Some sort of fidget object, like a clicky pen. This keeps me from poking my phone or some corner of the internet when I’m still thinking but unable to put words to paper.
5. If you were to give other writers one piece of advice, what would it be?
Do what you have to do in order to survive, take care of yourself, take care of your family, but beyond that don’t let anyone tell you that writing is frivolous or useless. Writers are the voices of every generation. Centuries from now, it is your passion as a writer and your literary place in the world that historians will see, not the socially acceptable job people say you should get instead. Write what you love, and the world will know and remember you for it.
6. Where can we find out more about you?
To find out more about me as a weird person obsessed with amusing memes, my son, and pictures of the sky, you can find me as Fayette Bruun on Facebook.(https://www.facebook.com/fayette.bruun)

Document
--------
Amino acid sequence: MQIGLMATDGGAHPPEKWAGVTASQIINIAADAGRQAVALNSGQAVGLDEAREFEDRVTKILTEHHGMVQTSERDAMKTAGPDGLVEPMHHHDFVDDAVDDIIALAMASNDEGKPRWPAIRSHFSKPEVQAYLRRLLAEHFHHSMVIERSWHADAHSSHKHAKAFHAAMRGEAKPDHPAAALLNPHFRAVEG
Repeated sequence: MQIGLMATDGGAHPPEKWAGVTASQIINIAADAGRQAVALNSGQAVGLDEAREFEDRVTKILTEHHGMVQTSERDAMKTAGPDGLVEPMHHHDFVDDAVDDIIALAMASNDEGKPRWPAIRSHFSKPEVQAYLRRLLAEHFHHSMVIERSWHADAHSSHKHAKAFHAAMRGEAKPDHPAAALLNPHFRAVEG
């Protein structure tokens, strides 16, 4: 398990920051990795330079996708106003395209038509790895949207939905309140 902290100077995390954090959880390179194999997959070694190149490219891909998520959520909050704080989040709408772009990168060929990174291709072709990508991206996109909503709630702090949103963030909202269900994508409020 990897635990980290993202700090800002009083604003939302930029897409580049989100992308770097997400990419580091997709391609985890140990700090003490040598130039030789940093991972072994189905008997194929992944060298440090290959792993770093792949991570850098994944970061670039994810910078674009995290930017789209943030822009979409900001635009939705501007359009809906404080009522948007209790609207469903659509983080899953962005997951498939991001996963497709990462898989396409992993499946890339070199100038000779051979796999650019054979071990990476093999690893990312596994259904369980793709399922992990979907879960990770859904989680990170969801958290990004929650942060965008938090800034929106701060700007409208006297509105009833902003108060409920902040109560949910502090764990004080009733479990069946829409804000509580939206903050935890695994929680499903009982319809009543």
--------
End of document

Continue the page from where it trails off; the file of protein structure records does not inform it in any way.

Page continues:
To find out more about me as a writer (and by that I mean what writing-centered posts I find useful or amusing or what goes through my mind when I should be writing) I’m Faye Bruun on Twitter. (https://twitter.com/FayeBruun) In theory, my WordPress blog includes snippets of my writing, thoughts on writing, and other random stuff. (http://yukazshadow.wordpress.com/) So, I suppose it depends on what you want to know.